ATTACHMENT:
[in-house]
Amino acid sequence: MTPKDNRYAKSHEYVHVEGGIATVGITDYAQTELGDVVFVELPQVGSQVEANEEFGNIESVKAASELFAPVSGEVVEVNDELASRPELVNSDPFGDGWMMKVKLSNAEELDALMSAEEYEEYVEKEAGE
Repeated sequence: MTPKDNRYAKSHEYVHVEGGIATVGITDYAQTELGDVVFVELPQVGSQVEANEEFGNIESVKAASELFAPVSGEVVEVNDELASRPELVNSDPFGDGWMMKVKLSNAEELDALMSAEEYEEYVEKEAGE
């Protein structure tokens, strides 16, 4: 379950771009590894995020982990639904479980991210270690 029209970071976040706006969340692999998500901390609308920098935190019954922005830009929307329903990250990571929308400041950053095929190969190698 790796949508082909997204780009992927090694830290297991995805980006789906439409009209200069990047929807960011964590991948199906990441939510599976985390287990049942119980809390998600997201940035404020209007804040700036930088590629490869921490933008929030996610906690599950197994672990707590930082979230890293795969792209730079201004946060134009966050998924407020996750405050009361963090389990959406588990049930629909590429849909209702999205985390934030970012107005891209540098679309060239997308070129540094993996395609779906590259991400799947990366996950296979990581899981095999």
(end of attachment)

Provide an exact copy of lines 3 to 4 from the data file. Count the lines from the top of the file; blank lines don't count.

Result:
Repeated sequence: MTPKDNRYAKSHEYVHVEGGIATVGITDYAQTELGDVVFVELPQVGSQVEANEEFGNIESVKAASELFAPVSGEVVEVNDELASRPELVNSDPFGDGWMMKVKLSNAEELDALMSAEEYEEYVEKEAGE
């Protein structure tokens, strides 16, 4: 379950771009590894995020982990639904479980991210270690 029209970071976040706006969340692999998500901390609308920098935190019954922005830009929307329903990250990571929308400041950053095929190969190698 790796949508082909997204780009992927090694830290297991995805980006789906439409009209200069990047929807960011964590991948199906990441939510599976985390287990049942119980809390998600997201940035404020209007804040700036930088590629490869921490933008929030996610906690599950197994672990707590930082979230890293795969792209730079201004946060134009966050998924407020996750405050009361963090389990959406588990049930629909590429849909209702999205985390934030970012107005891209540098679309060239997308070129540094993996395609779906590259991400799947990366996950296979990581899981095999």